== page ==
United Airlines Is Industry First To Require All Employees To Be Vaccinated Due to Delta Surge

United Airlines Boeing 787-10 stock photo
Fabian Gysel / iStock.com

In an industry first and amid a surge in Delta variant cases, United Airlines will require all its employees to be vaccinated by October 25 at the risk of being fired in the failure to do so.

See: NYC Is First in the Nation To Require Proof of Vaccine for Most Indoor Activities — How Will It Affect Businesses?
Read: Amid Delta Surge, Vanguard Offers Employees $1000 to Get Vaccine

CEO Scott Kirby and President Brett Hart said they expected that some would disagree with the decision, but that the move was necessary to keep workers safe in a memo to employees today, The Wall Street Journal reports.

“The facts are crystal clear: everyone is safer when everyone is vaccinated,” the executives wrote. “Over the last 16 months, Scott has sent dozens of condolences letters to the family members of United employees who have died from COVID-19. We’re determined to do everything we can to try to keep another United family from receiving that letter.”

Employees must upload proof that they are fully vaccinated by October 25, and exceptions will be made for certain health issues or religious reasons, United said, according to CNBC.

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Since June, United had required that only newly hired employees be vaccinated, a policy that Delta Airlines also implemented, according to the WSJ.

Following the surge in the Delta variant, the Centers for Disease Control and Prevention updated its guidance on masks. Last week, the CDC recommended for fully vaccinated people to wear a mask in public indoor settings in areas of substantial or high transmission.

Since then, several companies have taken new steps to address recommendations.

Related: United Airlines Buys 270 Aircrafts — Is Now the Time To Invest?

Earlier this week, Tyson Foods said it would require its team members at U.S. office locations to be fully vaccinated by October 1, 2021, and all other team members are required to be fully vaccinated by November 1, 2021, according to a statement. This action makes Tyson Foods the largest U.S. food company to require COVID-19 vaccinations for its entire workforce, the company added.

“We did not take this decision lightly,” the company said in a memo to employees posted on its website. “We have spent months encouraging our team members to get vaccinated – today, under half of our team members are. We take this step today because nothing is more important than our team members’ health and safety, and we thank them for the work they do, every day, to help us feed this country, and our world.”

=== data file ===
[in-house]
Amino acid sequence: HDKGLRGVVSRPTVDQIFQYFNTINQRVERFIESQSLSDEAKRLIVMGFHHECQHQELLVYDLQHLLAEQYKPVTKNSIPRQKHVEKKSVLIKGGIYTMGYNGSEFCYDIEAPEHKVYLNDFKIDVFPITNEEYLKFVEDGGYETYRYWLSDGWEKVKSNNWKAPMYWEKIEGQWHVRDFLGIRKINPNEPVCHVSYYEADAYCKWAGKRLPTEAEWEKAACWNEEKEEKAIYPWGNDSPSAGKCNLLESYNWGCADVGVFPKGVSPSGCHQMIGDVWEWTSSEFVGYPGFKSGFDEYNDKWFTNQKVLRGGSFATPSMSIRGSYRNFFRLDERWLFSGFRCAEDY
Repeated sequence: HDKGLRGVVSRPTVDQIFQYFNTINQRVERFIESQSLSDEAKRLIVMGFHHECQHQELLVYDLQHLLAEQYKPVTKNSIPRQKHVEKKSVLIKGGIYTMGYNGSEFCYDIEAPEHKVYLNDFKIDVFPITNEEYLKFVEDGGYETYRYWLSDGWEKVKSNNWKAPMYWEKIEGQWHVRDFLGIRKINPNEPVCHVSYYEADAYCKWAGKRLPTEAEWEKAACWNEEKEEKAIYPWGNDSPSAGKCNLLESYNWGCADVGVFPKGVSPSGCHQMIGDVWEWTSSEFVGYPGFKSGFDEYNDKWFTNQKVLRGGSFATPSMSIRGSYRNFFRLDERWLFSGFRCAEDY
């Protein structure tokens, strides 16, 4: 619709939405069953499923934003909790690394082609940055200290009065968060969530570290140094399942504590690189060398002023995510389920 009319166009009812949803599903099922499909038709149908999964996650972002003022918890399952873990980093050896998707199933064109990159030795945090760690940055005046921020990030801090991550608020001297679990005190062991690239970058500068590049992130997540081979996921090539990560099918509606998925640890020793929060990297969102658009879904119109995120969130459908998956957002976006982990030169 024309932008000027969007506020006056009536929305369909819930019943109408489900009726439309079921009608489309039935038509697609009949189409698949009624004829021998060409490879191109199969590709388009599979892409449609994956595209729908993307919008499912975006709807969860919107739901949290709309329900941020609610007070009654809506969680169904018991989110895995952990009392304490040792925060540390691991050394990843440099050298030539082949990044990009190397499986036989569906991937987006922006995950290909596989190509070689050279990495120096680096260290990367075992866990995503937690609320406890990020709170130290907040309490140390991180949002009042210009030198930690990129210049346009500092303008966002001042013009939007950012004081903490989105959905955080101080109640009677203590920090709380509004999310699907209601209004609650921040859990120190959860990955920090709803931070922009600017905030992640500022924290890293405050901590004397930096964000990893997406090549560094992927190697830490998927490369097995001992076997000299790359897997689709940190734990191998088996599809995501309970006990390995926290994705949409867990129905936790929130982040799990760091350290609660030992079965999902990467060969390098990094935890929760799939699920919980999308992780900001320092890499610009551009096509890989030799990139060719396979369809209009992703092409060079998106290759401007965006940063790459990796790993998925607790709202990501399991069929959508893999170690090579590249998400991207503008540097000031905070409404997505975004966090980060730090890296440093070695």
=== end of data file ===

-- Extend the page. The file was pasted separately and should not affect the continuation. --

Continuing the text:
In addition, some retailers, including Target, Walmart, Kohl’s and Apple, are reverting to requiring masks. Many of these chains had dropped the mask requirements in May.

Learn: Goldman Sachs Asks Employees to Inform Firm of Vaccination Status
Find: US Adds 943,000 Jobs in July, Bringing Unemployment Down to 5.4%

Finally, an increasing number of employers, including Google, are mandating vaccines in order to return to work. Google CEO Sundar Pichai sent a memo to employees last week, sharing two updated company policies. First, anyone coming to work on Google campuses will need to be vaccinated. The policy is being rolled out in the U.S. in the coming weeks and will expand to other regions in the coming months, according to the memo. Secondly, the company said it was extending its global voluntary work-from-home policy through Oct. 18.

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Last updated: August 6, 2021

About the Author

Yaël Bizouati-Kennedy is a former full-time financial journalist and has written for several publications, including Dow Jones, The Financial Times Group, Bloomberg and Business Insider. She also worked as a vice president/senior content writer for major NYC-based financial companies, including New York Life and MSCI. Yaël is now freelancing and most recently, she co-authored  the book “Blockchain for Medical Research: Accelerating Trust in Healthcare,” with Dr. Sean Manion. (CRC Press, April 2020) She holds two master’s degrees, including one in Journalism from New York University and one in Russian Studies from Université Toulouse-Jean Jaurès, France.

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